"And I am absolutely thrilled about that," Anderson replied, unable to tear his eyes away from the crowd before him. "But what exactly is your point?"

"You know what will happen to those souls when their mortal coils break down," Aaron's hoarse voice whispered in Anderson's ear. "I refuse to allow devoted followers of WAN to be condemned to a monochromatic purgatory. I want you to develop a device we can place in the Forest that can allow these souls to convert themselves into data, so they may finally return to WAN."

"How on Earth do you expect me to do that?" Anderson asked. "What you're talking about is a feat of data transmutation of immense-"

"Then I guess it’s a good thing you're a genius in the multiverses' single largest collection of knowledge, isn't it.”

Anderson frowned.

"And if I refuse?"

"Then you're just choosing one cell over another. You won't be able to leave the Library, Mr. Anderson," Aaron gave a sly smile. "The UIU will capture you if you try to break for Portlands. If you try to slip back into the mundane world the Jailors will get you, assuming representatives from MC&D don't take you out first. I hear they are not too keen on people selling them out."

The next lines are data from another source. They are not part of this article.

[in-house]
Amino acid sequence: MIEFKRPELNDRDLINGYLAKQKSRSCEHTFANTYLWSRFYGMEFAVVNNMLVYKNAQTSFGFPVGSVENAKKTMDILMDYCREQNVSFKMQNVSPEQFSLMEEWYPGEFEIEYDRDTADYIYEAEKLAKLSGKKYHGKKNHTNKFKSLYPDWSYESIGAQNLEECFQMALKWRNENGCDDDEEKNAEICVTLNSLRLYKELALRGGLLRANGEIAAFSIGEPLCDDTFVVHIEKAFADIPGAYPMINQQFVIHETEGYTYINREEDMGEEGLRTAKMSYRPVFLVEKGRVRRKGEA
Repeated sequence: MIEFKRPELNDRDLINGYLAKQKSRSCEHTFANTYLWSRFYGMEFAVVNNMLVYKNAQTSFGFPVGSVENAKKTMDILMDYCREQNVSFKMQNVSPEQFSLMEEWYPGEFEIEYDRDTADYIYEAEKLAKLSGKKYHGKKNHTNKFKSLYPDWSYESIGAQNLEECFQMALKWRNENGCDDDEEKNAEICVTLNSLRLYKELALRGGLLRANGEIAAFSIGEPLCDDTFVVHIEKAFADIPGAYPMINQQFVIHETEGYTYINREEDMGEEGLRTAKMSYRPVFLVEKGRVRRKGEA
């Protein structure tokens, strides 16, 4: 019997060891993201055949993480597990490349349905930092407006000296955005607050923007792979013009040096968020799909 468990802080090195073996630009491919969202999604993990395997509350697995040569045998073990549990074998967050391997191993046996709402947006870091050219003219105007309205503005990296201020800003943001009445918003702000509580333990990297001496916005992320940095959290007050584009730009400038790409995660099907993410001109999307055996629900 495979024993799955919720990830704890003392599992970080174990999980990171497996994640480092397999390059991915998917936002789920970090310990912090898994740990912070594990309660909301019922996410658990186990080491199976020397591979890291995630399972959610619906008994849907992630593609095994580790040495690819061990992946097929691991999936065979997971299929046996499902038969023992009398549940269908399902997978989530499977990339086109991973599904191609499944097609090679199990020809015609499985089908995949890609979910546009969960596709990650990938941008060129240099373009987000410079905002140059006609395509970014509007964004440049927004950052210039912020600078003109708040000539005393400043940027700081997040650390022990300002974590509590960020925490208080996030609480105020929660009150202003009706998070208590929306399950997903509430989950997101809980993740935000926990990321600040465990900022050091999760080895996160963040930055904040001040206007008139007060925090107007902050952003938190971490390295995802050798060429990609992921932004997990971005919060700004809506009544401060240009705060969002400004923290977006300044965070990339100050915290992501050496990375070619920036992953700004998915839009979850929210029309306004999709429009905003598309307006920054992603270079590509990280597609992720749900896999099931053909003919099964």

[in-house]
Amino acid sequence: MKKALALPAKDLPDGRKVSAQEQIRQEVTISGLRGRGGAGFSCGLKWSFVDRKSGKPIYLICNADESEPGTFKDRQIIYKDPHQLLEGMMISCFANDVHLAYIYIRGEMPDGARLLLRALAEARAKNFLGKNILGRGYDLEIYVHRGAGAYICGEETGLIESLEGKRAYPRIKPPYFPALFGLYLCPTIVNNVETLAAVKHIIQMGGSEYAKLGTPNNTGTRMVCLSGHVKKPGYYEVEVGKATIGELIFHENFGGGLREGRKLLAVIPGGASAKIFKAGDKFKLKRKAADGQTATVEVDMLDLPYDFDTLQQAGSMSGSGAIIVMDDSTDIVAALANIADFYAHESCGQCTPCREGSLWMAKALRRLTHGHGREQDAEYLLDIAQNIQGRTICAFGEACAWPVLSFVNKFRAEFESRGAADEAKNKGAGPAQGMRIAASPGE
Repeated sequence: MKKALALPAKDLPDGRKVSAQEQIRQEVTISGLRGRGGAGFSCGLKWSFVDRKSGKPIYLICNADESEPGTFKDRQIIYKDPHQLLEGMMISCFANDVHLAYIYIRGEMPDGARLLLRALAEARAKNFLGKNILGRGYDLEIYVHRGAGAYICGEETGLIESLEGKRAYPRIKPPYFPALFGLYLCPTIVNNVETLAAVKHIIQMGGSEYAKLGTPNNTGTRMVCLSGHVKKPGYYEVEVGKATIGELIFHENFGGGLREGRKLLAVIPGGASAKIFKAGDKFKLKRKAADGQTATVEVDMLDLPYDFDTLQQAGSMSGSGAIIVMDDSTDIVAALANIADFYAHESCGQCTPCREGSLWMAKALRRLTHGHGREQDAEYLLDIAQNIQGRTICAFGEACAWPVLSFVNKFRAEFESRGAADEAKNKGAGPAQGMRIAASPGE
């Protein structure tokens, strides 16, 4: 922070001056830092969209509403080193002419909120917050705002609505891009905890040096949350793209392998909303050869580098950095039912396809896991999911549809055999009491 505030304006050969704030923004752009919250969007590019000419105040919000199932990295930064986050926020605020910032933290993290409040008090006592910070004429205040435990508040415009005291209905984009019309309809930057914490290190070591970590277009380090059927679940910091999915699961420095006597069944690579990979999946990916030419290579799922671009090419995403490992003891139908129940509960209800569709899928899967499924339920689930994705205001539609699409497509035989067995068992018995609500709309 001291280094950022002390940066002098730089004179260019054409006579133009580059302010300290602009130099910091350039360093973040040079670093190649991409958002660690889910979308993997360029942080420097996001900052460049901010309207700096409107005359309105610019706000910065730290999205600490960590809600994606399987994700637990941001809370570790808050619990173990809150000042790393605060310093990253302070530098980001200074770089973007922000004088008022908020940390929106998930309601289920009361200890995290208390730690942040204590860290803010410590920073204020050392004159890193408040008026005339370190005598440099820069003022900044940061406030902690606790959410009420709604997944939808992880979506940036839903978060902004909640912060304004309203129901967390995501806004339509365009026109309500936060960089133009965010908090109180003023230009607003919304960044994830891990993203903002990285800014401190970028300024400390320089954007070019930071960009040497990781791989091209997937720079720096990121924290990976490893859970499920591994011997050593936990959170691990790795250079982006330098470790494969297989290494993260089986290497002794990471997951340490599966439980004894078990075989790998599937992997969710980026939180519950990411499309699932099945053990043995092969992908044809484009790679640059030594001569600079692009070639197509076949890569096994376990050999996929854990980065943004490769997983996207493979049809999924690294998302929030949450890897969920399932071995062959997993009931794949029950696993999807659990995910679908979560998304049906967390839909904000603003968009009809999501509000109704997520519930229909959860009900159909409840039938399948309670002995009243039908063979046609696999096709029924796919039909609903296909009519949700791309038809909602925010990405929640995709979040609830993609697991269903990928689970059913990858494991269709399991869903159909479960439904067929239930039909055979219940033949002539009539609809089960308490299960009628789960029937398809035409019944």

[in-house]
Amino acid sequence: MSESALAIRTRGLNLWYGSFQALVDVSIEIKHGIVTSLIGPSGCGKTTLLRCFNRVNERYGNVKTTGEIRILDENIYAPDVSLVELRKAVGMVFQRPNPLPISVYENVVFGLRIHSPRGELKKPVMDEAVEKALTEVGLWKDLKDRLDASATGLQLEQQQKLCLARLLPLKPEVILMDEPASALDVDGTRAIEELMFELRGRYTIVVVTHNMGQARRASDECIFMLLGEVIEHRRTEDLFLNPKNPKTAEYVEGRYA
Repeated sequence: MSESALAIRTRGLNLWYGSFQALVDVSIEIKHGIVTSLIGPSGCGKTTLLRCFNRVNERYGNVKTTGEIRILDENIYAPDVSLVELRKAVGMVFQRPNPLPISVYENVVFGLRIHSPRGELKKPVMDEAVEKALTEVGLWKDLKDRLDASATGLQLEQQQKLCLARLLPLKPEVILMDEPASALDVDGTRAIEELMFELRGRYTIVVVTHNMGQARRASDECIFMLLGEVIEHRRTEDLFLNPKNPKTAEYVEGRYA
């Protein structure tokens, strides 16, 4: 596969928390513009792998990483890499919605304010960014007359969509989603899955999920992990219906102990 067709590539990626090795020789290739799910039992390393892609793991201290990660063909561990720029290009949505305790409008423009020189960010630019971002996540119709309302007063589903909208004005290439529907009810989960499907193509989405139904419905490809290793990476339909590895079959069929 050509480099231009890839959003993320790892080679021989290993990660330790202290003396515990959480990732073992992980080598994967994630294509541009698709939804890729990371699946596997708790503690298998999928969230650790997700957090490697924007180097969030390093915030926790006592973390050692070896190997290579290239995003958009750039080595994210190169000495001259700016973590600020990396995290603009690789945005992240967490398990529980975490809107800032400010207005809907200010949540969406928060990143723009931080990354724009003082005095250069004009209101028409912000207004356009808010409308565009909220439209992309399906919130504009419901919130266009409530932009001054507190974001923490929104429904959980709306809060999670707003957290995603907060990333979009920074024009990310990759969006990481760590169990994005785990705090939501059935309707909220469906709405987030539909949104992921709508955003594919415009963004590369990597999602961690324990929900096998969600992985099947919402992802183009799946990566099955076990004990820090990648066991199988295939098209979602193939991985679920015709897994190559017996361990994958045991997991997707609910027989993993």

Anderson sneered.

"The Wanderer's Library is a pretty fucking comfortable cell, jackass. And I don't exactly have that much time left to wait, regardless."

"Then perhaps a different carrot." Aaron shrugged. "What do you think will happen to you when your body fails? You'll end up in the Forest just like them. Wouldn't it be nice if you had a way out or at least a way to quell the anger of the several thousand souls you've forsaken.”?

Anderson's sneer vanished. He looked over the droids once more, and then closed his eyes.

"If I help you… will you help me?"

Aaron Howell extended a handshake.

"You have my word."


Agent Jessie Merlo sat in her office, covering her mouth as she laughed through a bite of food. Across from her, past a disorganized desk buried in files, notes, and a standard Foundation PC, sat a short, snickering man in a white coat, a stethoscope dangled around his neck, partially obscured by neck length black hair. The patch on his left shoulder indicated that he was a physician for the Foundation's Medical Division.

"Needless to say," Dr. Desmond Rhodes paused, fighting through his own laughter, "We needed a lot more cotton balls after that."